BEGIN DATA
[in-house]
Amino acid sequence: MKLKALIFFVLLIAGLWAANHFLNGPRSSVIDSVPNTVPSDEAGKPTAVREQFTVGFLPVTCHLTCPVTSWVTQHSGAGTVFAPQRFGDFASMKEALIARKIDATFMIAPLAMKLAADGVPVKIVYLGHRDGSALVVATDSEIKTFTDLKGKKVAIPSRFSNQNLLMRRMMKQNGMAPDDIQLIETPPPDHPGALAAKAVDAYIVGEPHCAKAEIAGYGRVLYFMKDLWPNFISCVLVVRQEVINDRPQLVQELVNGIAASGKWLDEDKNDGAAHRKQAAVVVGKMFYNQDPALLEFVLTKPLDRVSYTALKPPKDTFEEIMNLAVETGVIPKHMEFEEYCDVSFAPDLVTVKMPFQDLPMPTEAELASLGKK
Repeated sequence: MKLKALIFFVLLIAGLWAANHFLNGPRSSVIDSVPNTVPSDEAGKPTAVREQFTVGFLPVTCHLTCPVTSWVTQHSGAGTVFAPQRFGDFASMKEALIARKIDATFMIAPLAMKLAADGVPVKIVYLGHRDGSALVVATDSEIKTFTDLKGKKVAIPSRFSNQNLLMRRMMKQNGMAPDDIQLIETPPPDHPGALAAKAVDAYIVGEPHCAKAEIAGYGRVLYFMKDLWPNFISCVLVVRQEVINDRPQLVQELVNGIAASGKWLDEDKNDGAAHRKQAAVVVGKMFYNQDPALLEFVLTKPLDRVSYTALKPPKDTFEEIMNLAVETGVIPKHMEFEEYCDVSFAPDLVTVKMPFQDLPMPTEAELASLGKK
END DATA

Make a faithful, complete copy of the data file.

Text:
[in-house]
Amino acid sequence: MKLKALIFFVLLIAGLWAANHFLNGPRSSVIDSVPNTVPSDEAGKPTAVREQFTVGFLPVTCHLTCPVTSWVTQHSGAGTVFAPQRFGDFASMKEALIARKIDATFMIAPLAMKLAADGVPVKIVYLGHRDGSALVVATDSEIKTFTDLKGKKVAIPSRFSNQNLLMRRMMKQNGMAPDDIQLIETPPPDHPGALAAKAVDAYIVGEPHCAKAEIAGYGRVLYFMKDLWPNFISCVLVVRQEVINDRPQLVQELVNGIAASGKWLDEDKNDGAAHRKQAAVVVGKMFYNQDPALLEFVLTKPLDRVSYTALKPPKDTFEEIMNLAVETGVIPKHMEFEEYCDVSFAPDLVTVKMPFQDLPMPTEAELASLGKK
Repeated sequence: MKLKALIFFVLLIAGLWAANHFLNGPRSSVIDSVPNTVPSDEAGKPTAVREQFTVGFLPVTCHLTCPVTSWVTQHSGAGTVFAPQRFGDFASMKEALIARKIDATFMIAPLAMKLAADGVPVKIVYLGHRDGSALVVATDSEIKTFTDLKGKKVAIPSRFSNQNLLMRRMMKQNGMAPDDIQLIETPPPDHPGALAAKAVDAYIVGEPHCAKAEIAGYGRVLYFMKDLWPNFISCVLVVRQEVINDRPQLVQELVNGIAASGKWLDEDKNDGAAHRKQAAVVVGKMFYNQDPALLEFVLTKPLDRVSYTALKPPKDTFEEIMNLAVETGVIPKHMEFEEYCDVSFAPDLVTVKMPFQDLPMPTEAELASLGKK